Posted in comfortzone, coronavirus, counseling, emotion regulation, goals, grief, isolation, motherhood, parenting, relationships, social distancing, therapy, trauma, values

Hitting Reset

None are excused from the challenges of this season.  The wealthy, the healthy, the married, the single, the successful, and the impoverished are collectively walking through one of, if not the most challenging time in a generation.  Increased weight lays on the shoulders of those in leadership positions as they seek to determine the best course for those in their sphere.  For those special people that call themselves educators; grief, uncertainty, and adaptability demand their attention.  For those medical personnel that are the very ones that fight this pandemic daily; anxiety, exhaustion, and caregiver burnout run thick in their presence.  For the parents that can’t find a moment to themselves and are struggling to meet the umpteen needs that arise within an hour, the mundane, insecurity, and human weakness call for one to expend every last drop of energy and patience. For the single person at home, face-to-face human connection has ceased altogether.  Though in many different forms, this pandemic has brought a halt to our preferences and routines that once helped us lead the life we desired and valued.

Just four and a half months ago we walked into 2020, pondering, discussing, and naming what he hoped or expected the year would have in store for us.  Some of us chose a specific word, goals, and desires for how we hoped this year would look different.  We identified some ways we wanted to take initiative in our lives and shape our lives to align with our values, priorities, and desires.

The current pandemic infuses our homes with tension and our hearts with grief. But for those willing to see, this time brings with it the gift of perspective. It is a magnifying glass for our lives, so to speak, to help us better appraise what is most dear to us, what is most challenging to us, and what is creeping in unwarranted and stealing precious moments from us.  Insight that we did not have just a few months ago has been given.  Complacency and busyness no longer plague our society and hinder our growth.  Our busyness has ceased, our culture has shifted, and we have this small moment in time to evaluate our values and priorities and implement some necessary changes to lead the intentional, value-driven life we desire to lead.  In assessing our different areas of development (physical, emotional, spiritual, financial, and relational), what are the areas that need evaluation with your newly gifted magnifying glass?

Have you found yourself in a cycle of over-eating, emotion-eating, slothfulness, or maybe just a few too many alcoholic beverages?  Do you have a sense that your emotional health and strategies for coping could improve?  Have you put off spiritual disciplines or seeking Christ altogether because of a past hurt or because it’s just not convenient?  Have you had a hard time taking control of your spending, Starbucks attendance, or seeking therapy in retail?  Have you noticed that your relationships are rocky, your friendships are surface-level, or your parenting could use some attention?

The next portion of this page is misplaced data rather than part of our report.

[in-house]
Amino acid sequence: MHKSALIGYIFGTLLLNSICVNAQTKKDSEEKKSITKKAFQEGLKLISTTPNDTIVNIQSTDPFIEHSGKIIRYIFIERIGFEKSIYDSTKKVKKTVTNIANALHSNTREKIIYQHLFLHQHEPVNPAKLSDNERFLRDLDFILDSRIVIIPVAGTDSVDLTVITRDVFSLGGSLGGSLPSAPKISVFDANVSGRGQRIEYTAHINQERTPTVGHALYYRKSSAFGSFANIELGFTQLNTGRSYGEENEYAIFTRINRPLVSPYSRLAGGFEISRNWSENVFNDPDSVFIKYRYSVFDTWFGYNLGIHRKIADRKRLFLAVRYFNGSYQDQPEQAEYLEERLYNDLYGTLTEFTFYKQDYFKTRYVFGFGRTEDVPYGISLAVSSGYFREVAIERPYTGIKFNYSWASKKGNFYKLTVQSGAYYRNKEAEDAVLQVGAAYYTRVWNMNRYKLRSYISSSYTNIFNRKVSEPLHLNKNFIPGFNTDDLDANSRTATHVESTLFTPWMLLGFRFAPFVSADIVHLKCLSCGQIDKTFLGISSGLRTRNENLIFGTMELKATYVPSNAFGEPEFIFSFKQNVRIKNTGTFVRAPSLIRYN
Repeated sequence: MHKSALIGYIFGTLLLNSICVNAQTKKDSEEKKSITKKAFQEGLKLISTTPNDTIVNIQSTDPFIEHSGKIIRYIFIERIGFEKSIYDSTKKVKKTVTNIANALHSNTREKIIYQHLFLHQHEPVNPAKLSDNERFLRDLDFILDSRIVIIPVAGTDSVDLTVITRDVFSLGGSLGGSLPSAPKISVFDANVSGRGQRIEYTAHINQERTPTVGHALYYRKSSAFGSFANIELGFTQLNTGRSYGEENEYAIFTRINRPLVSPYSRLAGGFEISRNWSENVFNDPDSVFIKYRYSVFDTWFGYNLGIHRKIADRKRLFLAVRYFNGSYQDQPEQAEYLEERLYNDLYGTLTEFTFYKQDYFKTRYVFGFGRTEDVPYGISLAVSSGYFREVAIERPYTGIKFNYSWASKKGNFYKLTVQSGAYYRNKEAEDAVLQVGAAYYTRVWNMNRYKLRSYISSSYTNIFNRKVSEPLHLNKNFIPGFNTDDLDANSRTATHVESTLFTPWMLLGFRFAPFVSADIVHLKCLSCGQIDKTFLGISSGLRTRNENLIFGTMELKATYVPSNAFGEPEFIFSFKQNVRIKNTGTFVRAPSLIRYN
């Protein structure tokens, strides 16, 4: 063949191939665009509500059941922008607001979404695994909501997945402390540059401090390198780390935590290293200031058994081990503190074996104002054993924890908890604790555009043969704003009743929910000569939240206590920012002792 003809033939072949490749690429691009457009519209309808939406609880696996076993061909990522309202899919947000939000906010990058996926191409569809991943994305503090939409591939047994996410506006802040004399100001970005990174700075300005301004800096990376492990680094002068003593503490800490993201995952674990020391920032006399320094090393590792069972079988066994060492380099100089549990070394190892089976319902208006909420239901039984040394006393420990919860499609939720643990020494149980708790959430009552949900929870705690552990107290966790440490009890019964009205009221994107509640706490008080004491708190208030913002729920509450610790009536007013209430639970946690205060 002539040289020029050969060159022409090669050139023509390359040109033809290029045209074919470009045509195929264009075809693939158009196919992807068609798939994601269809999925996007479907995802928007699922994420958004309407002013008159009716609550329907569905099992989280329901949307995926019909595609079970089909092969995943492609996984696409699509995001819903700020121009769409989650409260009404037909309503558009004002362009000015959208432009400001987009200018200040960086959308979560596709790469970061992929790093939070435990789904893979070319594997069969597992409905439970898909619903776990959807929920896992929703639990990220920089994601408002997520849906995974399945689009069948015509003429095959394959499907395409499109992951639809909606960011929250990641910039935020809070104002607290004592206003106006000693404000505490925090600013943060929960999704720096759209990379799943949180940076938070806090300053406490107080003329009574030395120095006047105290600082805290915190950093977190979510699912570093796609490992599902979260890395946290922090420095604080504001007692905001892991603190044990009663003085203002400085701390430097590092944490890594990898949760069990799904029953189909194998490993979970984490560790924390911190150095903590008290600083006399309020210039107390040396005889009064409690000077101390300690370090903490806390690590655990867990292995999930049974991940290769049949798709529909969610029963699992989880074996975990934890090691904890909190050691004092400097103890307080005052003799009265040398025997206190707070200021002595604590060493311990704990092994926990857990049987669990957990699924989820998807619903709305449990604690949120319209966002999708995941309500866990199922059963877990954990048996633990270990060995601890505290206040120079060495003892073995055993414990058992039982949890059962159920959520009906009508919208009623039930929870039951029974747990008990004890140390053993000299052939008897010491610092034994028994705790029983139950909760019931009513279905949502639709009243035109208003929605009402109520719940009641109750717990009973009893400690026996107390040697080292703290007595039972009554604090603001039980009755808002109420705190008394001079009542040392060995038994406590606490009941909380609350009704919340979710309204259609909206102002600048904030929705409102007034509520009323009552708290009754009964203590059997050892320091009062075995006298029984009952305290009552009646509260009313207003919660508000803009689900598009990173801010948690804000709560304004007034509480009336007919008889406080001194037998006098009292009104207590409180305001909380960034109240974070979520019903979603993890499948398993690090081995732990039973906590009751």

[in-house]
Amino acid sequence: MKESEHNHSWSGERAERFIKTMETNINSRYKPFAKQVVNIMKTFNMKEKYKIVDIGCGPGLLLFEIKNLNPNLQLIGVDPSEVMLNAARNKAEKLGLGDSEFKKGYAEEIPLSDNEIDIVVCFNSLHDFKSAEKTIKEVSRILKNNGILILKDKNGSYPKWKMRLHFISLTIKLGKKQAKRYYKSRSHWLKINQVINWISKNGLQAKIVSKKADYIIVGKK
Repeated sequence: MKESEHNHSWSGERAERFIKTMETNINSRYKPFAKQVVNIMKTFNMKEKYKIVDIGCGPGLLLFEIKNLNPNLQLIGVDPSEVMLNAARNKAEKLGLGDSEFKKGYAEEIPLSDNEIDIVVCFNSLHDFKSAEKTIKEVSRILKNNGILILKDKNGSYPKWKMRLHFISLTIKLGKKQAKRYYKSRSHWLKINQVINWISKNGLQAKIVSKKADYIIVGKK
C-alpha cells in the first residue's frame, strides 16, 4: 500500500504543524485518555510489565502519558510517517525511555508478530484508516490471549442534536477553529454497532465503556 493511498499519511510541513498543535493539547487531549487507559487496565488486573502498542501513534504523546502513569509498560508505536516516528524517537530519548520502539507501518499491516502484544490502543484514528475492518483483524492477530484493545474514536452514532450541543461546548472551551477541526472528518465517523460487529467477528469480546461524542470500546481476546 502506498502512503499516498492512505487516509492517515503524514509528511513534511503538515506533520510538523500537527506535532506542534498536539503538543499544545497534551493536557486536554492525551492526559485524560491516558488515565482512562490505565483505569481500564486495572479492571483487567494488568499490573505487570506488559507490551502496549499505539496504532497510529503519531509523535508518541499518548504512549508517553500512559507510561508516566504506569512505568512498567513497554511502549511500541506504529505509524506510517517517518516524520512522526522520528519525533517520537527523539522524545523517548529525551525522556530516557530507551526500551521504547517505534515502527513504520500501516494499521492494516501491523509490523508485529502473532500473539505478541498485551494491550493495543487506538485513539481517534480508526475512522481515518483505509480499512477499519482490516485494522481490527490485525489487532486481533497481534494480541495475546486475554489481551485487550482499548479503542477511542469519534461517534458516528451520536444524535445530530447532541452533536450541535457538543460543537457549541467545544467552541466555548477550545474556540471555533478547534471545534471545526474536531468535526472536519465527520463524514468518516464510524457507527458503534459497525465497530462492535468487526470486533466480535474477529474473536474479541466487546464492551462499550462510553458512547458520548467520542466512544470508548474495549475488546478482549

Yeah? Me too.  Never has your social calendar been so free that you can focus more on your exercise routine.  Never has your insight been so clear on what flusters you the most.  Rarely is it so apparent that the world offers little and Christ is the only hope.  There are few opportunities to curb your shopping and eating out habits.  And there is no better time to commit to authenticity, break through the painful patterns, and create beautiful community.

This season brings, along with it’s pain and grief, an opportunity to hit the reset button.  It won’t be easy to align your days to how you imagined and desired them to be long ago when you chose the path that you are currently on.  Mamas, in the midst of the trials, grief, and fear, I challenge you to use this opportunity to improve in the areas you long to be stronger.

Walking the path and pressing “reset” with you,

Tiffany Raley, M.A.

Posted in body image, motherhood, summer


Okay, be honest.  Take a second to reflect.  What was the very first thought or image that came to your mind when you saw that dreaded phrase swimsuit shopping?  If you’re like me, you likely didn’t think happy thoughts about the beautiful body you have been given.  The body that held the precious children who are currently making a fuss.  Your mind probably didn’t drift off into a daydream about how much fun you are going to have at the destination that prompted the swimsuit mission.  No, if you’re like me, your thoughts jumped ahead to the event you will attend in your swimsuit, dreading being around women that you have defined as better looking and thinner.  This is such a struggle, and it should not be so.